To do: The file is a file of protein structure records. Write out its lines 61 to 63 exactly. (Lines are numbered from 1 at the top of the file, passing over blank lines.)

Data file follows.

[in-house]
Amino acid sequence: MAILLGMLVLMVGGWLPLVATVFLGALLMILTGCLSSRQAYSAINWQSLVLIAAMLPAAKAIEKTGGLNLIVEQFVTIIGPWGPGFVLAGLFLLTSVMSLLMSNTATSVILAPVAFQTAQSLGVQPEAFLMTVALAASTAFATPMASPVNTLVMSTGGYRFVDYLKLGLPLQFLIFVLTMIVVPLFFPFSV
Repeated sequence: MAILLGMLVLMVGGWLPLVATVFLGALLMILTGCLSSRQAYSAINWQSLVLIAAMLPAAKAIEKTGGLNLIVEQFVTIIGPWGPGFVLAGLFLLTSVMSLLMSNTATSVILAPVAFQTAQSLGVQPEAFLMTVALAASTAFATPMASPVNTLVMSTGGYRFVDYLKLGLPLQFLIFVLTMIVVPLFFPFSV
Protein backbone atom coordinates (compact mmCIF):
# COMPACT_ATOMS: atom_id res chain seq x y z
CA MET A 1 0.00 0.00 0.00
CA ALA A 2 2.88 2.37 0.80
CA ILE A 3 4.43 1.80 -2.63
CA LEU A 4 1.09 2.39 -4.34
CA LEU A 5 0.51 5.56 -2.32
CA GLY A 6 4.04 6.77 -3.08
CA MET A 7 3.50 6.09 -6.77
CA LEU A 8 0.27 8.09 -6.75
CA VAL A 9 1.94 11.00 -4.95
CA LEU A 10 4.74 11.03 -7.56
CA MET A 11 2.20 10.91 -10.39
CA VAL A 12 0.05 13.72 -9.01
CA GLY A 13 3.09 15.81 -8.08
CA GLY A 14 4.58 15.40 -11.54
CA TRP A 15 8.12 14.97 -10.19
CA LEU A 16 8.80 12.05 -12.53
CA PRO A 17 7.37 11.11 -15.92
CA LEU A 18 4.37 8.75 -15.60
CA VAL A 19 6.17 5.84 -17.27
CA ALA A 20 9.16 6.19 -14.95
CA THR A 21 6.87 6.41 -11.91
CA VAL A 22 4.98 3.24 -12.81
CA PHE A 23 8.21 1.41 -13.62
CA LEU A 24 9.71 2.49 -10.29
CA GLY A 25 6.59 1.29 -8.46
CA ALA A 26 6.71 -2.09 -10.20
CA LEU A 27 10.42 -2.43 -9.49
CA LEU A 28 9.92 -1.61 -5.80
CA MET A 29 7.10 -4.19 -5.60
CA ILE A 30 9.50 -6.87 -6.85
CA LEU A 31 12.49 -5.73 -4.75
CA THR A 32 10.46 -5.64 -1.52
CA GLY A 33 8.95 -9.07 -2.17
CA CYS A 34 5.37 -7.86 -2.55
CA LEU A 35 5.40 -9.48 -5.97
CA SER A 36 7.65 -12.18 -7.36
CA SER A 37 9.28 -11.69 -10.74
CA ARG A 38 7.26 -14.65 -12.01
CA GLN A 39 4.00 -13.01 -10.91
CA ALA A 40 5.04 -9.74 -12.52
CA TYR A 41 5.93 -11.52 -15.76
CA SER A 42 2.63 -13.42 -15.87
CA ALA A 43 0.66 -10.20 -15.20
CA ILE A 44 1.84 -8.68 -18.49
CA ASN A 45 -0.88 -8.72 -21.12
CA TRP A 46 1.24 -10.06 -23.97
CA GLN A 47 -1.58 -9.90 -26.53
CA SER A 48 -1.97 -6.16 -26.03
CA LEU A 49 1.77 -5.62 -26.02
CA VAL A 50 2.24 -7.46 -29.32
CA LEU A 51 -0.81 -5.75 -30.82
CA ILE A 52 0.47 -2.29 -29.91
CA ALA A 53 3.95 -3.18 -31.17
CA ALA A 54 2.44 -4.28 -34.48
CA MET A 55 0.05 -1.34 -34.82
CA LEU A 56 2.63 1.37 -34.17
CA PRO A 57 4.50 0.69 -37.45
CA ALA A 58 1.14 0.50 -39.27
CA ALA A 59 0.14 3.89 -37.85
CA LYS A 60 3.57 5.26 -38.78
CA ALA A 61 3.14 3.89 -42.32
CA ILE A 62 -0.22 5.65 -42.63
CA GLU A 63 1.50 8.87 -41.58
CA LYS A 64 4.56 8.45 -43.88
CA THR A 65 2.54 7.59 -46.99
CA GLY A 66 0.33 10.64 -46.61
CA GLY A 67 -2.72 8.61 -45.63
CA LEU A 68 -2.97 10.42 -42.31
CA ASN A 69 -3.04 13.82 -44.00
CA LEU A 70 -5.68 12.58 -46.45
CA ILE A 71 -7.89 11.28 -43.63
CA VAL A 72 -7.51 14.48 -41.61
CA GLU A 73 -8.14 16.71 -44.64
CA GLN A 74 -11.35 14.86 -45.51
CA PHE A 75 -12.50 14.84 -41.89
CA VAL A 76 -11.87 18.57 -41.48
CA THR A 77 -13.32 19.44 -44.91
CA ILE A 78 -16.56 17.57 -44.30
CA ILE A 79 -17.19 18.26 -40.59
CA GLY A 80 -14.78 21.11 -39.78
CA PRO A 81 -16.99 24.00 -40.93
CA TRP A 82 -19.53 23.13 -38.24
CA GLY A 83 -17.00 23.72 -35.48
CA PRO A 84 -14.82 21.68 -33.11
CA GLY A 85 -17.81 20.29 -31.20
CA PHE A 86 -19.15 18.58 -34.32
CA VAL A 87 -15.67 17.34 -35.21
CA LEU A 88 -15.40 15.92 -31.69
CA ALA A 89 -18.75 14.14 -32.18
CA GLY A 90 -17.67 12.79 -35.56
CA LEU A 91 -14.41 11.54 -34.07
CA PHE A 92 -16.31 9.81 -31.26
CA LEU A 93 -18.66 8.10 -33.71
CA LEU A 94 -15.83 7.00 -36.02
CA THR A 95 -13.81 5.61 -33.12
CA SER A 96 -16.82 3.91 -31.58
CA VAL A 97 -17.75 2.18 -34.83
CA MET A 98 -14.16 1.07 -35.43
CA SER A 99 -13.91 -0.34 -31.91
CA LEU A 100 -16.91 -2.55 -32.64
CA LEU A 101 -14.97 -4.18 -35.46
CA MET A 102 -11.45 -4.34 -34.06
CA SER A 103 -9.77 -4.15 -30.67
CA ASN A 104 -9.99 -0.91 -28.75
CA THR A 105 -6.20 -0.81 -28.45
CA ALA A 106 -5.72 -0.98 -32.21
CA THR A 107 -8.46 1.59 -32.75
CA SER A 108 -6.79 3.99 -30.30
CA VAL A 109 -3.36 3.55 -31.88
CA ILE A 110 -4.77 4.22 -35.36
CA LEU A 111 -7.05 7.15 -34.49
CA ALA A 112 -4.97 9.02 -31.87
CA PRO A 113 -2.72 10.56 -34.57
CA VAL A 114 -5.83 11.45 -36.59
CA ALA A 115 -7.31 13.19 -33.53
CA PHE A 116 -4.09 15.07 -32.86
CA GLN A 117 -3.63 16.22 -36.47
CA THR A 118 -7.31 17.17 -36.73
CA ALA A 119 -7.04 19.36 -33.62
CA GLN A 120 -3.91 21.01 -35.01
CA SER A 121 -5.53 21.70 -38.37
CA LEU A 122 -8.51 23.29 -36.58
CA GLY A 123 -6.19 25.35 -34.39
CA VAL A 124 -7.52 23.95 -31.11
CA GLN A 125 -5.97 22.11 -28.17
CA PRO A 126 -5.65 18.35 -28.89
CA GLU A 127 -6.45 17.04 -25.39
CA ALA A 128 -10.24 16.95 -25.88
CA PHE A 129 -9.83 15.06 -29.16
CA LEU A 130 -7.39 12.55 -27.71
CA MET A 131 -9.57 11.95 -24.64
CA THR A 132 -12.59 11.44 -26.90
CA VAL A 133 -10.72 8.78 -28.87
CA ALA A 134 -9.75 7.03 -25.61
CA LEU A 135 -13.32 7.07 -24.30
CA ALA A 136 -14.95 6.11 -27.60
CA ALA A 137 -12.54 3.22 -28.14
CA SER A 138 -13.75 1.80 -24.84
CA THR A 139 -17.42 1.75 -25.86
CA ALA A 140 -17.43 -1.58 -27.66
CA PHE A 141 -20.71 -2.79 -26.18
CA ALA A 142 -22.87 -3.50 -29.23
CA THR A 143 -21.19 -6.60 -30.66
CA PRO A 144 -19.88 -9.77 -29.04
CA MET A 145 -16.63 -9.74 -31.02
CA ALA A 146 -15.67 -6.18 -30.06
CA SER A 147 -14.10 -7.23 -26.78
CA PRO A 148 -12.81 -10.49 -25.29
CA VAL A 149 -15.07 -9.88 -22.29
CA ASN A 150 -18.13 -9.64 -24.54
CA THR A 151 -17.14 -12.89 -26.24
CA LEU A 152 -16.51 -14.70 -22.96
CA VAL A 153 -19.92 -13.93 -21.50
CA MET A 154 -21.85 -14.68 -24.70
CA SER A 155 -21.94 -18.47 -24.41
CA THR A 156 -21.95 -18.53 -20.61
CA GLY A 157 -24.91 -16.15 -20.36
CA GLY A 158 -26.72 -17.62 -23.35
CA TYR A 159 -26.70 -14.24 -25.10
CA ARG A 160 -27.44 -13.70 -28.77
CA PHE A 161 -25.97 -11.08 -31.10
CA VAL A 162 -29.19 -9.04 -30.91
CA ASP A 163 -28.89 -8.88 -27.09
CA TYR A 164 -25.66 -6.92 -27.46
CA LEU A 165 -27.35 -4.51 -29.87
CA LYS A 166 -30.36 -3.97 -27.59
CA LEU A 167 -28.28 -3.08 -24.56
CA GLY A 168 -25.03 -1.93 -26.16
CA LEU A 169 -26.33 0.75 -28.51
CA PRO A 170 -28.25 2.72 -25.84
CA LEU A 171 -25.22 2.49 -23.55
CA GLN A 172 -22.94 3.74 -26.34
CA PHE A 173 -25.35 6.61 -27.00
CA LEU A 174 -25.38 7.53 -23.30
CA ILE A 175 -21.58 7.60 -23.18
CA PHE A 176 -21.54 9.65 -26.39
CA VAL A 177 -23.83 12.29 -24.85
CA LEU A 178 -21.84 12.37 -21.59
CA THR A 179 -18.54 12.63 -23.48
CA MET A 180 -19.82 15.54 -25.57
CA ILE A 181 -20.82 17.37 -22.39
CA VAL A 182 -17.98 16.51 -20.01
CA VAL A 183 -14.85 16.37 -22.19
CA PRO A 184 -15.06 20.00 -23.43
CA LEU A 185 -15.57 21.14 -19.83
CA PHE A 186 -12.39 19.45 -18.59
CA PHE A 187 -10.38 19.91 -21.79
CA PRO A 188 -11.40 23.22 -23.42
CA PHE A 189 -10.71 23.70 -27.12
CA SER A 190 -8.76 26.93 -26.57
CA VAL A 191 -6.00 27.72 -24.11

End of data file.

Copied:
CA LEU A 56 2.63 1.37 -34.17
CA PRO A 57 4.50 0.69 -37.45
CA ALA A 58 1.14 0.50 -39.27